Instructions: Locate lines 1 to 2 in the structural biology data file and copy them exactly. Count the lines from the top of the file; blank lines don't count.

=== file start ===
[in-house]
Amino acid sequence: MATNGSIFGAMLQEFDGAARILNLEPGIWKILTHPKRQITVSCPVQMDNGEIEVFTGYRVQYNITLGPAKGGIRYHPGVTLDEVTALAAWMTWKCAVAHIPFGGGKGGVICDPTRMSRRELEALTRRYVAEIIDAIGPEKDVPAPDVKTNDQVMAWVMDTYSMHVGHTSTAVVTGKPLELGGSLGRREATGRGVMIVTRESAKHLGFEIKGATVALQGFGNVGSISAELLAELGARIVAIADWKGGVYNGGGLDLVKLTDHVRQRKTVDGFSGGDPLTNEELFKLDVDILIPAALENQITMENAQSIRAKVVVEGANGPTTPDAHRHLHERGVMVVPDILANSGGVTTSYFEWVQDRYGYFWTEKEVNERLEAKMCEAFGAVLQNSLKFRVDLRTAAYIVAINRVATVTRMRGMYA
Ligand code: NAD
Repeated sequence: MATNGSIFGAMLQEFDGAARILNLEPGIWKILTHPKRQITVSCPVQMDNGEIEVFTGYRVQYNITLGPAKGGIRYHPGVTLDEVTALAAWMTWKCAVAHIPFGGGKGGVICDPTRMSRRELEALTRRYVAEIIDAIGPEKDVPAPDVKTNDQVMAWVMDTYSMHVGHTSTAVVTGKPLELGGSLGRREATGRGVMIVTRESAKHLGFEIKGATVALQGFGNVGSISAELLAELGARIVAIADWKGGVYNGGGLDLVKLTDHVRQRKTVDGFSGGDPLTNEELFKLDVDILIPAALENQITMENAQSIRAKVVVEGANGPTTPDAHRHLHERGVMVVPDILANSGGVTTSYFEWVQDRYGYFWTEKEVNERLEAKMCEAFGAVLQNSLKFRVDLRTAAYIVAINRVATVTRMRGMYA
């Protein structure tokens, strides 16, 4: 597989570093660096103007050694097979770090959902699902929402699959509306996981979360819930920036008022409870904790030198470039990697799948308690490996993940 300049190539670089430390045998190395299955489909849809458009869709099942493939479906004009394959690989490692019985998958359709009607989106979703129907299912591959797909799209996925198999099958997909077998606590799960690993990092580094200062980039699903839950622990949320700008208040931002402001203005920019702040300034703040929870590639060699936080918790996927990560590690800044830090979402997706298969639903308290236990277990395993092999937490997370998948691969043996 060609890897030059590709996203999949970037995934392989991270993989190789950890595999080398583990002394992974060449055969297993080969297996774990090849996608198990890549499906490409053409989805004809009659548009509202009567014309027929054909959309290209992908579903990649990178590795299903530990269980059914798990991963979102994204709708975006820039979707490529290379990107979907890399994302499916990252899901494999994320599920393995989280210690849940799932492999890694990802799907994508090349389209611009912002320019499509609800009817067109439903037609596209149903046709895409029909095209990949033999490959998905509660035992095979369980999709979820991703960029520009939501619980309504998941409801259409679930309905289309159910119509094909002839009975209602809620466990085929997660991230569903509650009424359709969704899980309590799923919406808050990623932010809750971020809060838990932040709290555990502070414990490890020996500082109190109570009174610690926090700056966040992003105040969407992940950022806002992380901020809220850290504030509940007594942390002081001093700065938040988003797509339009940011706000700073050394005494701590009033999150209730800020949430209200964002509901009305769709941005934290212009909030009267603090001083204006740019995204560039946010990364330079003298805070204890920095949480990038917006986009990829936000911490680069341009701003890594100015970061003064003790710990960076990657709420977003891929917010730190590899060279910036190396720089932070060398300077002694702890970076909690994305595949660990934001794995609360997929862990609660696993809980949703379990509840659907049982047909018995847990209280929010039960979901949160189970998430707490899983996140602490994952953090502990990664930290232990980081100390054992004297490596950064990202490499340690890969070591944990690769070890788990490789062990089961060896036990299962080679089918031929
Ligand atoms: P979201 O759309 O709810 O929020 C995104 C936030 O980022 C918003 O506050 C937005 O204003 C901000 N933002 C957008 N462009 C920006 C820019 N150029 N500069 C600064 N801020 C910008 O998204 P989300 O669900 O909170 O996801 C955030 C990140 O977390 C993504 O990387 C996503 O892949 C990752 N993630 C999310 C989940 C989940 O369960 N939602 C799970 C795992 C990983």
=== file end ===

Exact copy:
[in-house]
Amino acid sequence: MATNGSIFGAMLQEFDGAARILNLEPGIWKILTHPKRQITVSCPVQMDNGEIEVFTGYRVQYNITLGPAKGGIRYHPGVTLDEVTALAAWMTWKCAVAHIPFGGGKGGVICDPTRMSRRELEALTRRYVAEIIDAIGPEKDVPAPDVKTNDQVMAWVMDTYSMHVGHTSTAVVTGKPLELGGSLGRREATGRGVMIVTRESAKHLGFEIKGATVALQGFGNVGSISAELLAELGARIVAIADWKGGVYNGGGLDLVKLTDHVRQRKTVDGFSGGDPLTNEELFKLDVDILIPAALENQITMENAQSIRAKVVVEGANGPTTPDAHRHLHERGVMVVPDILANSGGVTTSYFEWVQDRYGYFWTEKEVNERLEAKMCEAFGAVLQNSLKFRVDLRTAAYIVAINRVATVTRMRGMYA